Stories of Culture and Identity in the Cowboy State
Publication Year: 2006
In the Cowboy State (also known as Wyoming), the Wild West has never died. The West has long been the favored repository of the East’s cultural fantasies, and in the late nineteenth and twentieth centuries, Eastern expectations and demands largely shaped Wyoming's image in this role. Becoming Western shows how the myth of the “American West” has acted as a force both in history and in individual lives.
Liza J. Nicholas interrogates the creation of Western lore by looking at five stories that focus on, respectively, Jack Flagg, a Wyoming legend and the supposed model for Owen Wister’s Virginian; an equestrian statue of Buffalo Bill sculpted by Gertrude Vanderbilt Whitney; the dude ranch; the creation of the American studies program at Yale; and a campaign for the U.S. Senate. Each story reveals the ways in which the East consciously imagined and manipulated the West and how Wyomingites in turn interpreted this identity, manipulated it, and put it to work for themselves. Becoming Western is a fascinating study of how invented traditions can become potent cultural and political ideology on a local as well as a national level.
Published by: University of Nebraska Press
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pp. ix- x
There are many people to whom I am deeply indebted for their help with this project, first and foremost my dissertation committee at the University of Utah. Through her own expertise and mastery of her field, Pat Albers constantly challenged my abilities...
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pp. xi- xviii
In her poignant memoir, Riding the White Horse Home, Teresa Jordan recalls the story her grandfather told about his father, J. L. Jordan, the family patriarch and founder of the Jordan ranch in southeastern Wyoming. To the Jordans, writes Teresa, that story...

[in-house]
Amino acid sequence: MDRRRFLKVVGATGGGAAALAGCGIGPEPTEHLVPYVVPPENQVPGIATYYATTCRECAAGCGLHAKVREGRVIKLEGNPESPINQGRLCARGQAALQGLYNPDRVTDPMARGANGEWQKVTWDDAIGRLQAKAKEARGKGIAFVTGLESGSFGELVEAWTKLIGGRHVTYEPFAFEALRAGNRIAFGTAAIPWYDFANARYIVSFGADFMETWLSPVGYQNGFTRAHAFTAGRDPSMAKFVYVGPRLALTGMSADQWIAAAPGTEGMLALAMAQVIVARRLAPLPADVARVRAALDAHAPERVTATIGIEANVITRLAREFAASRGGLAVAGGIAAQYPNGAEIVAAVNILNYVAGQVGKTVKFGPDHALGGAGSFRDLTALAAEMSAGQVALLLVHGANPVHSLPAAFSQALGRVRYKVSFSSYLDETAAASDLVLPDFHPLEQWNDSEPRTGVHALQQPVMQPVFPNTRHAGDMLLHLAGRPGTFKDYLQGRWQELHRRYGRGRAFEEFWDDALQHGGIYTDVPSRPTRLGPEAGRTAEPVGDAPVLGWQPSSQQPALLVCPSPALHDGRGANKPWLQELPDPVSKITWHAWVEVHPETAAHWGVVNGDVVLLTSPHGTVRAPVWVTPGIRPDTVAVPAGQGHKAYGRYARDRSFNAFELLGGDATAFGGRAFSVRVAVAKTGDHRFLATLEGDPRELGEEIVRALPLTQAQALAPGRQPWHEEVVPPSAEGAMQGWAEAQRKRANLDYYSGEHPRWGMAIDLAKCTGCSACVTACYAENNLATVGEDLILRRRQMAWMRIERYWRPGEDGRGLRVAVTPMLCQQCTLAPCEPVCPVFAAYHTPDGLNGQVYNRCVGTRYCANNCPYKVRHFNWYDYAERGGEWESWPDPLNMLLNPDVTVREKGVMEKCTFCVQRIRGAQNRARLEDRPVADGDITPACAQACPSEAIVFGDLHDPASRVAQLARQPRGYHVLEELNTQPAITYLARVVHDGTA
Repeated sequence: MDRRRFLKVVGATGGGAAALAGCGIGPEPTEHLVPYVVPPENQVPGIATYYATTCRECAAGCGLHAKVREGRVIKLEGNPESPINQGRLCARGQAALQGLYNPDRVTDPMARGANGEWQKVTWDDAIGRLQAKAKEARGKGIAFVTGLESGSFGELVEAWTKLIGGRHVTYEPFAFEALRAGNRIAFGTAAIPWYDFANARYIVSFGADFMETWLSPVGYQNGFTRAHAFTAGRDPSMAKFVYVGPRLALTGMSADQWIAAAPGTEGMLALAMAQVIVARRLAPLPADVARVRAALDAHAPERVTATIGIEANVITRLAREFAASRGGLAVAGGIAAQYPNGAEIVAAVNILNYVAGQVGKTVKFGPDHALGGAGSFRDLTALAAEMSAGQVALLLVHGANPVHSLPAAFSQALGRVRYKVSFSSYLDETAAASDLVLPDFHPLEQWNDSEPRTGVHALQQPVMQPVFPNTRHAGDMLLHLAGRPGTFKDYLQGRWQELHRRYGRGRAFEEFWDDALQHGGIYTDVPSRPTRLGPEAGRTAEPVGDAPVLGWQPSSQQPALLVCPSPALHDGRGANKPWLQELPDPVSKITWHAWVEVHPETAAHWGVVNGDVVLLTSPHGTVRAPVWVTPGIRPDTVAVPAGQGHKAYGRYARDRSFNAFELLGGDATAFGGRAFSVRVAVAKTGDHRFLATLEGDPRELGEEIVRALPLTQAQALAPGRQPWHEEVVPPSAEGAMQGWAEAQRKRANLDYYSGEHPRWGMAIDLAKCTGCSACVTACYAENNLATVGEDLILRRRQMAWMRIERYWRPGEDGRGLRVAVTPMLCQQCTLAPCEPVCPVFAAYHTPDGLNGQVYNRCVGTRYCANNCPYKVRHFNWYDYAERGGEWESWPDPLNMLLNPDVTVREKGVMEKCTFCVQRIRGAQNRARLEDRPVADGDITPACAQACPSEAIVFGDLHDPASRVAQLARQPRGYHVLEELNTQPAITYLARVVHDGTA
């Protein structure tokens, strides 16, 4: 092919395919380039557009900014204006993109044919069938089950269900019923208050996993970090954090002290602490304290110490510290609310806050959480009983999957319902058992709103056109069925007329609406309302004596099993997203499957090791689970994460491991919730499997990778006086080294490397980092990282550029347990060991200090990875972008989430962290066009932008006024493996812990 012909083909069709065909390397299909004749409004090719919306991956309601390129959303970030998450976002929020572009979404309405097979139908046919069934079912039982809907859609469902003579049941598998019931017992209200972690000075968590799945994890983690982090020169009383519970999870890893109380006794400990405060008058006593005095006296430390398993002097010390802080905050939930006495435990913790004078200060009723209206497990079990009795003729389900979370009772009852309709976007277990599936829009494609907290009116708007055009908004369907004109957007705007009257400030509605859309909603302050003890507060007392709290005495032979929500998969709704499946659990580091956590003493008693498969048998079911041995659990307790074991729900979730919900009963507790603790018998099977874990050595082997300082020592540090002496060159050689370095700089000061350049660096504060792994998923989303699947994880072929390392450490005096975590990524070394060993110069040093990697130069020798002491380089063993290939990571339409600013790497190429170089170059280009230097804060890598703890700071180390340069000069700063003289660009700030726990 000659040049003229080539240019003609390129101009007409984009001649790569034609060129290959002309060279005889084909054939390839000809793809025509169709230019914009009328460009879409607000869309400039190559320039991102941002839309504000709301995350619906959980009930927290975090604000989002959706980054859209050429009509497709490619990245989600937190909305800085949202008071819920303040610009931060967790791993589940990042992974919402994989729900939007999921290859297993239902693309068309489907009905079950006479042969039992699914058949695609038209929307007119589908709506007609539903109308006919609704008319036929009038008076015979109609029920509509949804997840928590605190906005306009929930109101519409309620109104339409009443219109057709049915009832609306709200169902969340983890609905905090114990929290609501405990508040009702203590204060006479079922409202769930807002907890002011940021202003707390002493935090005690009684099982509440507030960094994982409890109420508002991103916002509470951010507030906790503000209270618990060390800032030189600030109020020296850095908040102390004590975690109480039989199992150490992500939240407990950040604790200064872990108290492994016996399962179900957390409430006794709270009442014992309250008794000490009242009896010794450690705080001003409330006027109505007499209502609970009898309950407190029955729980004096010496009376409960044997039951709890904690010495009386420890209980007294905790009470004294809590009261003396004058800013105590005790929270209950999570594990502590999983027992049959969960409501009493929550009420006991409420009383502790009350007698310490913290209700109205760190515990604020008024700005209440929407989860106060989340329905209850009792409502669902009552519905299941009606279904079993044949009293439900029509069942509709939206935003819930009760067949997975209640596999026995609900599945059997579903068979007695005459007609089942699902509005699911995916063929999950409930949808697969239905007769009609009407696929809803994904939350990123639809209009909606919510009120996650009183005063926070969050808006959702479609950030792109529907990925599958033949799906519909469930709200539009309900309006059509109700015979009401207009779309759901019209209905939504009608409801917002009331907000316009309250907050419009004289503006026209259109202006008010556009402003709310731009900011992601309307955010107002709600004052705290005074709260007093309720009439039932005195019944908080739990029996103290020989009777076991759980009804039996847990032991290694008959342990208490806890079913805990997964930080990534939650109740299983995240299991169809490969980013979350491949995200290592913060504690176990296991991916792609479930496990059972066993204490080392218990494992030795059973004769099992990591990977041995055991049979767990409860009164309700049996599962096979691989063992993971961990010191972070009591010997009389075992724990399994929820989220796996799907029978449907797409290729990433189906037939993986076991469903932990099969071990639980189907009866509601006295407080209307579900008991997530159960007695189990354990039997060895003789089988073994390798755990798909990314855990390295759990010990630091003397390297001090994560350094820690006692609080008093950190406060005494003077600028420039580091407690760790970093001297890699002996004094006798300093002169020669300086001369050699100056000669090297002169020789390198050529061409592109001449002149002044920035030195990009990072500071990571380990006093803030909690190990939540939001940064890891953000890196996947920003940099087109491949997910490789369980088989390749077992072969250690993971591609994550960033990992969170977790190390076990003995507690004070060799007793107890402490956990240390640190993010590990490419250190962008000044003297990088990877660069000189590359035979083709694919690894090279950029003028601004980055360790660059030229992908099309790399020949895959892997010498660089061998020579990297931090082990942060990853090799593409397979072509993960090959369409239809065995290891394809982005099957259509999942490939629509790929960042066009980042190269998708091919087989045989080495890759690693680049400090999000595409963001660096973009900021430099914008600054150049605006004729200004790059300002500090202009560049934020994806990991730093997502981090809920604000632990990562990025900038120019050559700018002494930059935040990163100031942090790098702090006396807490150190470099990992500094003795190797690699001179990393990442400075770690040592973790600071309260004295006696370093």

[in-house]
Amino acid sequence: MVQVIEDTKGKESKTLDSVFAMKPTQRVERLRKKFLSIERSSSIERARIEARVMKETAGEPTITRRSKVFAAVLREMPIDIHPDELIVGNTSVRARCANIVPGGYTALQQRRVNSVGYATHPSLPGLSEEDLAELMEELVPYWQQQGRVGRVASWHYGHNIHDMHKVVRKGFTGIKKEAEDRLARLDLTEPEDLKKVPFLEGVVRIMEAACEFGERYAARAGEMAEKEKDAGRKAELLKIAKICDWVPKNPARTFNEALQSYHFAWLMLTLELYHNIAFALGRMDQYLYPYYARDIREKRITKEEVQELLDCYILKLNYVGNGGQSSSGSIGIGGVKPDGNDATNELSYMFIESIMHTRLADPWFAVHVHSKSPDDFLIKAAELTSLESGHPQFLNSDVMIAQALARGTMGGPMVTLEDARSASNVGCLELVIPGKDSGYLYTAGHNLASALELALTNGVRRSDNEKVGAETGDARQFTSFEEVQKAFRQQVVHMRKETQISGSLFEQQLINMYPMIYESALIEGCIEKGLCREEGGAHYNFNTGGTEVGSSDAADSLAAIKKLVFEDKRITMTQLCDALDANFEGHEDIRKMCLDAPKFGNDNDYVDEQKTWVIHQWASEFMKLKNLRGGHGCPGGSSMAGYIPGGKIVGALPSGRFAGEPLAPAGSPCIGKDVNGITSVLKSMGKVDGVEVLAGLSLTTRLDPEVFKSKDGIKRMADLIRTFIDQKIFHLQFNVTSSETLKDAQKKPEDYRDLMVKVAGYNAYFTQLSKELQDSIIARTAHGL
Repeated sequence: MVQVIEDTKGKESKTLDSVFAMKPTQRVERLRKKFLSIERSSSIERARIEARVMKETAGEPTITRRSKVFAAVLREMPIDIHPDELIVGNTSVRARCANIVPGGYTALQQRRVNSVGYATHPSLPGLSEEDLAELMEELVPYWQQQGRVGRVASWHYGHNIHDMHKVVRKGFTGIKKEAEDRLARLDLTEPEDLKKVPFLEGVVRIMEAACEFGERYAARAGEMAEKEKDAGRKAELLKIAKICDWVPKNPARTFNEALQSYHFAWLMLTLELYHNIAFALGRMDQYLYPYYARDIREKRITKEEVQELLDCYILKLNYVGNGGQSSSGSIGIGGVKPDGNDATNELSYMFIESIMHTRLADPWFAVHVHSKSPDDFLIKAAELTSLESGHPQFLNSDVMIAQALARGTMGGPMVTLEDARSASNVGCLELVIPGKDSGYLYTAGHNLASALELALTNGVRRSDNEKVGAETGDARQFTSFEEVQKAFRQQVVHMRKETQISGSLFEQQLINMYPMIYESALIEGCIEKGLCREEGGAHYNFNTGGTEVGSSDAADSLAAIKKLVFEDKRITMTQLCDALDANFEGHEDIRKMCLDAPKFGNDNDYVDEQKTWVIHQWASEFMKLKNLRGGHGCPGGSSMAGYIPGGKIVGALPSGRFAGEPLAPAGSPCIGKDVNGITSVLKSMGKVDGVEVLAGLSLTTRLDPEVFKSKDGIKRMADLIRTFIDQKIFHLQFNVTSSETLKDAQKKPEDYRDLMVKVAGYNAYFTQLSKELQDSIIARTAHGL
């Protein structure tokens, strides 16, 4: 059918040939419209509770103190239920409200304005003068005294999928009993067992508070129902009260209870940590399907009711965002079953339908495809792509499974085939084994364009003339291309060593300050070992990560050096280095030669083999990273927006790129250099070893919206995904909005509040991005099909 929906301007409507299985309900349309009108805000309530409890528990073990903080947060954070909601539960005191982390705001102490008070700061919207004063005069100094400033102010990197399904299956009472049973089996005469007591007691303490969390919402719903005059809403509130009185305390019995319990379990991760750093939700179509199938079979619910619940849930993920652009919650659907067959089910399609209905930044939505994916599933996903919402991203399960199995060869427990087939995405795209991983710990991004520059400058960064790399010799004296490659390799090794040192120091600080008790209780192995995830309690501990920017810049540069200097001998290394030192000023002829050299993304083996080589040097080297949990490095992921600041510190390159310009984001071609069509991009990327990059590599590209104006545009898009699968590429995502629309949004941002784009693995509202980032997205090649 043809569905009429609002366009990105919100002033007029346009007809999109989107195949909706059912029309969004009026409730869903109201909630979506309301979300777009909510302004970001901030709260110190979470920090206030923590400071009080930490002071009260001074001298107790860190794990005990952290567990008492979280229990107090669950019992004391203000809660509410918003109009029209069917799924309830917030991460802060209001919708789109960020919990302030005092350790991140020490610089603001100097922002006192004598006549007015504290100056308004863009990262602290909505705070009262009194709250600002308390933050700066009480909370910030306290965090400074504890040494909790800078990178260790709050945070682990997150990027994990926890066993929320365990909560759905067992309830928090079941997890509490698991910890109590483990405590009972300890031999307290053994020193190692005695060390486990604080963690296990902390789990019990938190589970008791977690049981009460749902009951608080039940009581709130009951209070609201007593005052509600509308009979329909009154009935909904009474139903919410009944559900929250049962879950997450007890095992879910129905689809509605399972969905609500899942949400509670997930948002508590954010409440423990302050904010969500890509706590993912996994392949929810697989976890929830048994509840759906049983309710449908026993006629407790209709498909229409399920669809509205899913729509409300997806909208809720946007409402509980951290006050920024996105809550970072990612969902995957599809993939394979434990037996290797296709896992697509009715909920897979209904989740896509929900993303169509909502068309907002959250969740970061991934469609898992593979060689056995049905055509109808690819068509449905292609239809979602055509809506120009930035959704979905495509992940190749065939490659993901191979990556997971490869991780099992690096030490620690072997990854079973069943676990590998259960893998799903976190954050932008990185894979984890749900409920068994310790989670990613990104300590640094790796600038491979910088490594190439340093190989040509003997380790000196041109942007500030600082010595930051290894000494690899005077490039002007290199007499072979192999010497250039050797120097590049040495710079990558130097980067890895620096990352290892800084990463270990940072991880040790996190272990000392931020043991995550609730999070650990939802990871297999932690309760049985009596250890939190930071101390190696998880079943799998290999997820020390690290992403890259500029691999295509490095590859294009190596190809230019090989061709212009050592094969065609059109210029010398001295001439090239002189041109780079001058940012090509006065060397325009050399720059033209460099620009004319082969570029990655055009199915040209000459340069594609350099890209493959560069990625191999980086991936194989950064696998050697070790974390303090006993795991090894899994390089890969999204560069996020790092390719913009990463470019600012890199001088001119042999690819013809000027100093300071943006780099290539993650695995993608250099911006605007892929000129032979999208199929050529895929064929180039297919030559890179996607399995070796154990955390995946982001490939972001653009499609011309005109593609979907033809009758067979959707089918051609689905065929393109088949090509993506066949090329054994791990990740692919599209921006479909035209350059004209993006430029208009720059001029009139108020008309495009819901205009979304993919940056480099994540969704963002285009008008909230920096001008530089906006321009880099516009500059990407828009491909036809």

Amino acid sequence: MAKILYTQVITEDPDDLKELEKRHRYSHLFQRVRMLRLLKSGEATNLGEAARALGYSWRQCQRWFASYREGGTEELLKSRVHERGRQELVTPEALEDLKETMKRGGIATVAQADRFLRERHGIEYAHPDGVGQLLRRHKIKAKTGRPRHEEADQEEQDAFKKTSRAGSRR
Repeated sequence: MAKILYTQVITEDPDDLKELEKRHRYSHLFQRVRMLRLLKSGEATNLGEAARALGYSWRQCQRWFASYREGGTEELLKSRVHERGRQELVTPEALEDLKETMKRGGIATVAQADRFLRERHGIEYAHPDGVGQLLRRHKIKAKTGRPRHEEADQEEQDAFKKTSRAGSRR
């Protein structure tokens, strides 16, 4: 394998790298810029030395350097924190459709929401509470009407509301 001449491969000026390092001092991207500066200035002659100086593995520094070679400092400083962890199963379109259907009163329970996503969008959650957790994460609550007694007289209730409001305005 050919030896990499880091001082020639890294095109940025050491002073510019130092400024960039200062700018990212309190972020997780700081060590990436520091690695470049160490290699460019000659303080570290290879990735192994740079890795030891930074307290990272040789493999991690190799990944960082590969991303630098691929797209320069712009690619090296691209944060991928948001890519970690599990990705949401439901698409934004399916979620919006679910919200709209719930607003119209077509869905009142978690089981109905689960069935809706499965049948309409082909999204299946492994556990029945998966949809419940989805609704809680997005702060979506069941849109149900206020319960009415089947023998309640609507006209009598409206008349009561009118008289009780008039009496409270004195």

1. Jack Flagg and the Battle over “Westernness”
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pp. 1- 32
OwenWister and Jack Flagg were both twenty-five years old in the summer of 1885. Flagg was a working-class iconoclast from the South,Wister was an eastern elite, but their lives would nonetheless come together to shape the West’s stories about itself far into...
2. The West, the East, Buffalo Bill, and a Horse
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pp. 33- 65
In June 1924, an equestrian statue of Buffalo Bill was unveiled on a picturesque site on the outskirts of Cody, Wyoming. Against an appropriately vast western outline of red buttes and stark bluffs, ten thousand locals joined by eastern notables braved the drizzling...
3. The West of Work and Play
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pp. 66- 87
On the afternoon of May 7, 1937, a group of New York’s social elite gathered in a suite at the Waldorf Astoria. 1 Their host had instructed them to dress western, and encouraged them to don colored handkerchiefs and their “best ranch duds.” “The more...
4. Museum, Celebrations, and Yale
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pp. 88- 113
When Wyomingites celebrated their entry into the Union on July 24, 1890, they did so in a decidedly forward-looking manner. The celebratory theme was “equality,” as was fitting for the first state in the nation to give women the right to vote. The parade that...
5. Voting Western
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pp. 114- 145
In small towns all across the West, farmers, ranchers, business owners, and other locals frequent the community coffee shop to discuss the state of the world and their own communities. Coffee shops are places where localism is articulated, and it is in...
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pp. 146- 156
Wyoming’s status in the national narrative as a place apart—a western Brigadoon, of a sort—has endured as a part of the national mythology for over one hundred years. The western narrative of independence, heroism, and “true” Americanness that Wyoming...
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pp. 157- 192
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pp. 193- 204
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pp. 205- 214
Publication Year: 2006